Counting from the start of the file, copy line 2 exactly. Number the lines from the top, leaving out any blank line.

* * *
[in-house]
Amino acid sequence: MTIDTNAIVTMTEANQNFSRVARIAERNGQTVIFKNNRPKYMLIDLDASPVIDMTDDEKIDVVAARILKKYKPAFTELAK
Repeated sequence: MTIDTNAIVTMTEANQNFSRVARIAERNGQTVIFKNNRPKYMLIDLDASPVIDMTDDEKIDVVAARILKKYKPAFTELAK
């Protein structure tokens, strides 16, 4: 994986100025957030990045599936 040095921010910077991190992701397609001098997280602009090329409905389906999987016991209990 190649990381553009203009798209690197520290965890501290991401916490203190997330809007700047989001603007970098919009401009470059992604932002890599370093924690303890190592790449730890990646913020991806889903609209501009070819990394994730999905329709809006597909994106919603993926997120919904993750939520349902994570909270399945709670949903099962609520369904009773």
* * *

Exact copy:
Amino acid sequence: MTIDTNAIVTMTEANQNFSRVARIAERNGQTVIFKNNRPKYMLIDLDASPVIDMTDDEKIDVVAARILKKYKPAFTELAK